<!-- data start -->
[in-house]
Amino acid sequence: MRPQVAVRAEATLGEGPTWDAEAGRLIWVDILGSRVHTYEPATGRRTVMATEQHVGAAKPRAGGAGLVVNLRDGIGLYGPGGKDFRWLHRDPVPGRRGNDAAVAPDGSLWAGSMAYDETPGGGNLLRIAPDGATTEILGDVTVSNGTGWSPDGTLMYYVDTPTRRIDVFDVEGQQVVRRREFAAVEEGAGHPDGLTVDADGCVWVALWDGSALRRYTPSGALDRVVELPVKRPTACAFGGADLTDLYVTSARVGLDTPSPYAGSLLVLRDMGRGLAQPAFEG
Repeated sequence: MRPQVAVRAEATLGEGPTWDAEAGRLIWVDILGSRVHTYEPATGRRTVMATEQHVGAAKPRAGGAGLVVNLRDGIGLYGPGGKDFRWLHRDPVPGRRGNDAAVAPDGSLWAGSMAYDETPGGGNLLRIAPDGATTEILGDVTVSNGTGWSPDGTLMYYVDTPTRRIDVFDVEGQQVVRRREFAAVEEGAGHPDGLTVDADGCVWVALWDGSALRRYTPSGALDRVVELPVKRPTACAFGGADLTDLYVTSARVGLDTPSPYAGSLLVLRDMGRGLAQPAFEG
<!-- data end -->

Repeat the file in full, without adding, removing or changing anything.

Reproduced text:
[in-house]
Amino acid sequence: MRPQVAVRAEATLGEGPTWDAEAGRLIWVDILGSRVHTYEPATGRRTVMATEQHVGAAKPRAGGAGLVVNLRDGIGLYGPGGKDFRWLHRDPVPGRRGNDAAVAPDGSLWAGSMAYDETPGGGNLLRIAPDGATTEILGDVTVSNGTGWSPDGTLMYYVDTPTRRIDVFDVEGQQVVRRREFAAVEEGAGHPDGLTVDADGCVWVALWDGSALRRYTPSGALDRVVELPVKRPTACAFGGADLTDLYVTSARVGLDTPSPYAGSLLVLRDMGRGLAQPAFEG
Repeated sequence: MRPQVAVRAEATLGEGPTWDAEAGRLIWVDILGSRVHTYEPATGRRTVMATEQHVGAAKPRAGGAGLVVNLRDGIGLYGPGGKDFRWLHRDPVPGRRGNDAAVAPDGSLWAGSMAYDETPGGGNLLRIAPDGATTEILGDVTVSNGTGWSPDGTLMYYVDTPTRRIDVFDVEGQQVVRRREFAAVEEGAGHPDGLTVDADGCVWVALWDGSALRRYTPSGALDRVVELPVKRPTACAFGGADLTDLYVTSARVGLDTPSPYAGSLLVLRDMGRGLAQPAFEG